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« June 2004 |

July 13, 2004

Most effective pedagogic technique ever or 21st century cannon fodder processor?

This is an interesting transcript of a recent debate into e-portfolios. I am going to end up sitting on the fence here.

"Andrew moves on by pointing out that there has been no evidence of actual learners being consulted or showing an interest in the whole development."

Despite the commentary pointing out many such students appeared in the audience, I feel there is a staggering lack of research from the learners perspective.

I agree with Jeremy when he says "What worries me is the political undertone to the criticisms of portfolios."

From the pro's I really like this argument:

"Rob also points out that an ePortfolio is a key tool in the social inclusion agenda. By making both formal and personal development achievements truly portable across different institutions and life stages, the barrier-to-entry of learning becomes that much lower. It should also help fit learning to someone's situation rather than the other way round."

Listening to many of the arguments over the past few months - I am finding e-portfolios seem to be causing more concern about security than anything else I have spoken to people about - why? Yes I agree any e-portfolio system has to be run with the best security available but is someone's e-portfolio any more important than their heath records, bank details, credit history, current student records which institution already hold? To me the argument of security is a get out clause - it isn't an argument. It is a fact that all online activity needs to address but never a reason not to proceed.

This is an interesting read and I feel the e-portfolio community will benefit from more such debates. Thanks guys.

Most effective pedagogic technique ever or 21st century cannon fodder processor?

July 05, 2004

Sliding wedge of concern

There is a 'sliding wedge' of concerns for undergraduates about academic and employment skills. It is important for the e-portfolio to be able to handle this and enhance the experience no matter what stage the learner is at.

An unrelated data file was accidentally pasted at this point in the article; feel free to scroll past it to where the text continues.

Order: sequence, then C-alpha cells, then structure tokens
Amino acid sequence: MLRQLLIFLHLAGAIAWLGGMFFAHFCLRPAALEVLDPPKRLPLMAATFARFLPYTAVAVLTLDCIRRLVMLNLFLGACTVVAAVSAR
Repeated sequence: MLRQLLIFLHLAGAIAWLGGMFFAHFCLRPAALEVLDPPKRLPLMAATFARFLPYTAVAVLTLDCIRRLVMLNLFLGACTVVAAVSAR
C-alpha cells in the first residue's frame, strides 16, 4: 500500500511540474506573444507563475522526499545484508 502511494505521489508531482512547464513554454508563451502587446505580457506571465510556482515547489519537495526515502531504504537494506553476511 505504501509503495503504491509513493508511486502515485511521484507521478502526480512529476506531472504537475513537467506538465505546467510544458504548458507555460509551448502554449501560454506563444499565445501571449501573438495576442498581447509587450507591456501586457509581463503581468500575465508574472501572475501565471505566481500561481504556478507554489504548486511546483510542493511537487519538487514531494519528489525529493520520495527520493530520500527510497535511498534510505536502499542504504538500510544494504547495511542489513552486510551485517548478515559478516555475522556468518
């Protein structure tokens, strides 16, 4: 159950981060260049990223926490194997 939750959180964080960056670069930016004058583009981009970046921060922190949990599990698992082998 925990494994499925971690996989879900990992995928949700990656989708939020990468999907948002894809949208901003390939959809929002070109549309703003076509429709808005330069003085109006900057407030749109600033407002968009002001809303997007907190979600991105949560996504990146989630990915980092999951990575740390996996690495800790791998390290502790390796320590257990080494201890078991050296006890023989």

July 01, 2004

Interesting portfolio questions

Thanks Helen for pointing people towards this interesting article on the yahoo group dedicated to e-portfolio discussion, eportfolios - Electronic Portfolios in Education.

Portfolios, the Pied Piper of Teacher Certification Assessments: Legal and Psychometric Issues

I found this article really interesting, it was refreshing to read another slant on portfolio use. Although the article is about portfolios and not e-portfolios I still feel it was relevant. In particular six questions posed:

  • How representative is the work included in the portfolio of what students really do?

  • Do the portfolio pieces represent coached work? Independent work? Group work? Are they identified as to the amount of support students receive?

  • Do the evaluation criteria for each piece and the portfolio as a whole represent the most relevant or useful dimensions of student work?

  • How well do portfolio pieces match important instructional targets or authentic tasks?

  • Do tasks or some parts of them require extraneous abilities?

  • Is there a method for ensuring that portfolios are reviewed consistently and criteria applied accurately?